Former House Speaker Newt Gingrich went off on the American judicial system during Thursday night's GOP debate, saying courts have become "grotesquely dictatorial, far too powerful and ... frankly arrogant in their misreading of the American people."
Gingrich has called for the abolition of the U.S. Court of Appeals for the Ninth Circuit, which is despised by conservatives for many of its liberal rulings.
Referencing the Ninth Circuit, Gingrich said that judges who believe the phrase "One nation, under God" in the Pledge of Allegiance violates the separation of church and state are "radically Anti-American" and should not be wearing the robe.
"I taught a short course in this at the University of Georgia Law School, and I testified in front of sitting justices at Georgetown Law School and I warned them, 'You keep attacking the core base of the American exceptionalism, and you will find an uprising against you which will rebalance the judiciary.' We have a balance of three branches -- not a judicial dictatorship in this country. ... I will be prepared to take on the judiciary if it in fact did not restrict itself in what it was doing."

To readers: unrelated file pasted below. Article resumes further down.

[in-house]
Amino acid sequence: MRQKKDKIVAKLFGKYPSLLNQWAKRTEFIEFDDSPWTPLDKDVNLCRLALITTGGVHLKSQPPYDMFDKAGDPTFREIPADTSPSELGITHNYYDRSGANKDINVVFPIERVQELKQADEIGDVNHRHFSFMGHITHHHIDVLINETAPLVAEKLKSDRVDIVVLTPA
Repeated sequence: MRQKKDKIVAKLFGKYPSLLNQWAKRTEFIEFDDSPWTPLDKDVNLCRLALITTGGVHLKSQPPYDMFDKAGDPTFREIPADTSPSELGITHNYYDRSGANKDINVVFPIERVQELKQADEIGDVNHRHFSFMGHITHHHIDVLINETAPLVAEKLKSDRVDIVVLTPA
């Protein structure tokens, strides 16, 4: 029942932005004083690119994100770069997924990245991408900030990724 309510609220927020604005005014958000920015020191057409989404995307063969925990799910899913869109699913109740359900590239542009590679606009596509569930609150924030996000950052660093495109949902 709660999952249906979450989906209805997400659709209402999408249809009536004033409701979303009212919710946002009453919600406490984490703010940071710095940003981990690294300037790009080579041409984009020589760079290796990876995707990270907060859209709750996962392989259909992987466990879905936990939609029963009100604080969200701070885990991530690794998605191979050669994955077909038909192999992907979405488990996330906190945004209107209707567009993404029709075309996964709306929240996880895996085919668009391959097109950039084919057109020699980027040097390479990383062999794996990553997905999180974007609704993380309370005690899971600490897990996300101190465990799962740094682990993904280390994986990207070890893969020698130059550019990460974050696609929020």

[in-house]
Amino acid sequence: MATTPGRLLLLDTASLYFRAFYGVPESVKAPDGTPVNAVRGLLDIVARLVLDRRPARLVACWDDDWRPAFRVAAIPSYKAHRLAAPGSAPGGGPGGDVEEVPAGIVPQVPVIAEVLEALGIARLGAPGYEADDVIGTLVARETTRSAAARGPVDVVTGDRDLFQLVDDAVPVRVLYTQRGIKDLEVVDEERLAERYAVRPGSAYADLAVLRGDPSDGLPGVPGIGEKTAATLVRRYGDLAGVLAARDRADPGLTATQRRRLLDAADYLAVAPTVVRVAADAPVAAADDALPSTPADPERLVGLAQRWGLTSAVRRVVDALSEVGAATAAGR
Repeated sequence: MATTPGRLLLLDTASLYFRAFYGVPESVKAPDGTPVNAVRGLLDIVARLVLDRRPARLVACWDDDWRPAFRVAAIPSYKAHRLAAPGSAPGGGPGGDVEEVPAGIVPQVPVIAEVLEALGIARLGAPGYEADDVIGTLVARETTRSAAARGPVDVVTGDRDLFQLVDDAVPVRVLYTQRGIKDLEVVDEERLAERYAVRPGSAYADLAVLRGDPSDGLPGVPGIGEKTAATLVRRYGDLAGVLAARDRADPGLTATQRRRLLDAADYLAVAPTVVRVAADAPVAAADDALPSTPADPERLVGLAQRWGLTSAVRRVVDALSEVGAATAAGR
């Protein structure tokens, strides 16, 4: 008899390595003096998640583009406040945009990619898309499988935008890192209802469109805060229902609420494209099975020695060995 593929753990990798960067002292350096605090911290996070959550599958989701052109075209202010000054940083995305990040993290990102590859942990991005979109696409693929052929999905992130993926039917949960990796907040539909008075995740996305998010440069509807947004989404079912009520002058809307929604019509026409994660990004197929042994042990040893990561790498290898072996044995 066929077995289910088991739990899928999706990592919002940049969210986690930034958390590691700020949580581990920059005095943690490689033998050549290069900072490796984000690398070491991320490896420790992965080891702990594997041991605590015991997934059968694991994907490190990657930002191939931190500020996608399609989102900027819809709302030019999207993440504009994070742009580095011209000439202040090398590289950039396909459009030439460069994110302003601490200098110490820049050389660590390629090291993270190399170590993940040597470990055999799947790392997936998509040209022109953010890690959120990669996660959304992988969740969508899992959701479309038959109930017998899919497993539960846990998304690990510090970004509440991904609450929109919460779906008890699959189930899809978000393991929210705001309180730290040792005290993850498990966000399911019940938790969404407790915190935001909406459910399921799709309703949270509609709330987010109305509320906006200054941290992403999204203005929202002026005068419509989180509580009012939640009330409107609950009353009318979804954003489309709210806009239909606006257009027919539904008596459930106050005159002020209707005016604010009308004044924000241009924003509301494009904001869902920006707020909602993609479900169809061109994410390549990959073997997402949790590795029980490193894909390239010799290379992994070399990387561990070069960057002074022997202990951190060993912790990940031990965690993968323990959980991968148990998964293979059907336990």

Rep. Michele Bachmann (R-Minn.) said she agreed with Gingrich that the judiciary has become too powerful. She said it was up to Congress and the president to take the power back.
"Because now we have gotten to the point where we think the final arbiter of law is the court system. It isn't. The intention of the founders was that the courts would be the least powerful system of government. And if we give to the courts the right to make law, then the people will have lost their representation. They need to hold onto their representation."
Rep. Ron Paul (R-Texas) also advocated against abolishing courts and allowing Congress to subpoena judges to account for their decisions, as Gingrich suggested, saying it may "open up a can of worms."
"Yes, we are frustrated with this," he said. "But the whole thing is if you just say, 'Well, we are going to -- okay, there are 10 courts. Let's get rid of three this year because they ruled a way we didn't like.' That to me is, I think, opening up a can of worms for us and would lead to trouble. But I really, really question this idea that the Congress could subpoena judges and bring them before us. That is a real affront to the separation of the powers."
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